A bill to rewrite a decades-old legal settlement and restore sovereignty to Maine’s indigenous people narrowly won the endorsement of a legislative committee Tuesday, sending the measure to the full Legislature with competing recommendations.

The bill would implement the recommendations of a special commission established to examine tribal sovereignty for the Passamaquoddy Tribe, the Penobscot Nation, the Houlton Band of Maliseets and the Aroostook Band of Micmacs (or Mi’kaq). It would effectively rewrite a historic land claims settlement that denied the tribes the same rights to self government that are granted to other federally recognized tribes across the country.

Sen. Heather Sanborn, D-Portland, described the bill as “the civil rights issue of our era in Maine.”

“I will be proud to support this bill for that reason,” Sanborn said.

The bill, L.D. 1626, was sponsored by Assistant House Majority Leader Rachel Talbot Ross, D-Portland, and was amended and endorsed by the Judiciary Committee in an 8-6 vote Tuesday afternoon. It was opposed by one Democratic member who is recommending additional amendments and by all of the Republican committee members, who held a brief caucus before the vote but did not explain their opposition.

During the work session, Republicans questioned a range of details, including the impacts of tax changes and expanded tribal jurisdiction in court matters and conservation and wildlife management, and whether tribes could regulate wastewater discharges from municipalities upstream of tribal territory.


The bill, if it passes in the Democratic-controlled Legislature, also faces the threat of a veto by Democratic Gov. Janet Mills, who favors more limited reforms.

The sweeping bill, which follows years of tension between the state and the tribes and has been debated for two years because of pandemic-related delays, aims to remove all sovereignty restrictions imposed on Maine tribes by the 1980 settlement acts, a pair of federal and state laws that erased the tribes’ land claims to two-thirds of the state in exchange for $81.5 million.

Under the settlement, Maine tribes have fewer sovereignty rights than all of the 570 other federally recognized tribes in the United States. Here, tribes are treated more like municipalities, rather than as sovereign nations.

The bill drew more than 100 supporters during a daylong public hearing last month. And supporters, which include a broad range of environmental, religious, labor and social justice groups, mounted an aggressive lobbying push at the State House last week when the Legislature was in session, holding signs and casually talking to lawmakers.


The bill is opposed by the Mills administration, which has offered a more limited proposal negotiated with tribal leaders. The Judiciary Committee will take up that bill, an amended version of L.D. 585, on Wednesday.


The governor’s bill would allow tribes to participate in mobile and in-person sports betting – something that Maine’s two established casinos oppose, since they are prohibited from offering such betting. It also would remove sales taxes from certain goods and services produced and consumed on tribal territories or give the revenues from those taxes to the tribes, and lift state taxes on incomes earned by tribal members on their reservations.

L.D. 1626 would greatly enhance the tribes’ powers over land use, natural resources, environmental measures, taxation and other matters on tribal land, and has had the support of the top Democratic leadership in both chambers, Senate President Troy Jackson, D-Allagash, and House Speaker Ryan Fecteau, D-Biddeford.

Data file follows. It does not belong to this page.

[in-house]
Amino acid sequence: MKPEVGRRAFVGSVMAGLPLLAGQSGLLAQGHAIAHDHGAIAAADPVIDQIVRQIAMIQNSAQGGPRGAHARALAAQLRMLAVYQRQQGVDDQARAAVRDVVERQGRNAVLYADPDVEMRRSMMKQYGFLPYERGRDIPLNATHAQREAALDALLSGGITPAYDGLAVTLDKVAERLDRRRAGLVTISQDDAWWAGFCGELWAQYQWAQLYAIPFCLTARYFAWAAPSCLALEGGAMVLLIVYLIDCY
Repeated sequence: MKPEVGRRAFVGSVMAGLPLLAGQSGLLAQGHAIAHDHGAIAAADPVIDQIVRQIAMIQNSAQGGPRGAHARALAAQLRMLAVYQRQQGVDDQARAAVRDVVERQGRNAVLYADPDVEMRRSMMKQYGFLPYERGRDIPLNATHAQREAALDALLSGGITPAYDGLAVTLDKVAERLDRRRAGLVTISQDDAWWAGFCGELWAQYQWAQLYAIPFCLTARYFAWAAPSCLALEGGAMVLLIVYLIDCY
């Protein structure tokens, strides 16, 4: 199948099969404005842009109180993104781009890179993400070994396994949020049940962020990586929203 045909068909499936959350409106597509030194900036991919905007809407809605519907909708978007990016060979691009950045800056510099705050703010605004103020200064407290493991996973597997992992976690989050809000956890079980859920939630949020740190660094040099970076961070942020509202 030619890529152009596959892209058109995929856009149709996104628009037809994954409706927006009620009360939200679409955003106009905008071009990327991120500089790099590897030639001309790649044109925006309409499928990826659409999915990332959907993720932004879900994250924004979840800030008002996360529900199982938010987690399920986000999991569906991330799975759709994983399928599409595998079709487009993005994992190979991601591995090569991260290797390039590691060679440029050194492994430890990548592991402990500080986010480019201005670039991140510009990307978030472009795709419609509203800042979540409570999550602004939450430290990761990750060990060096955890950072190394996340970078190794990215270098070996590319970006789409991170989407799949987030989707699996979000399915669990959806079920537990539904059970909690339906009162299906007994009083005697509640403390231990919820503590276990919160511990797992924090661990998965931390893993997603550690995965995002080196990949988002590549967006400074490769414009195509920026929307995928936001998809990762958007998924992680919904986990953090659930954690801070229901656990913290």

State laws, with the exception of gambling, would no longer apply, not only on reservations, but also on trust land, which is owned by the tribes for tribal use and benefit, and is subject to federal laws.

The bill also would exempt tribes from paying state or local sales taxes on their respective territories and would exempt members from paying income taxes, under certain conditions. Those conditions include that the income is earned on or from activities on or sourced to their territory, and that a tribal member or his or her business is based in that territory.


Rep. Christopher Babbidge, D-Kennebunk, voted against Talbot Ross’ bill as amended. Instead, he said he would offer an alternative proposal that would incorporate certain elements of the bill dealing with taxation, criminal and civil jurisdictions of tribes, and a consultation process set up between tribes and the state government. However, he opposed a proposed expansion of the areas where tribes could acquire land and put it in trust.


And, while the committee analyst said that any gambling facilities would still be regulated by state law, Babbidge said he believed the bill could expand gambling in Maine. When asked for details, Babbidge said he would follow-up with the analyst.

“What has been proposed to us has won me over with regards to several elements of what we have talked about today,” Babbidge said. “I will be voting for a more limited geography. I have issues about expanding gaming in the state.”

Rep. Lois Galgay Reckitt, D-South Portland, acknowledged the bill faces an uphill battle in the Legislature, especially amid the prospect of a gubernatorial veto, which would require a two-thirds vote to overcome.

“If we manage to pass 1626 to the floor and by some miraculous circumstance pass it, it will be the most important thing I have done, not only this year, but in my entire service to the Legislature,” said Reckitt, who is serving her third term.

“I’m really touched to be part of this process, today and in the past. But today it feels better,” Reckitt said. “Whether it will feel better a month from now I can’t predict. But I certainly pray so.”

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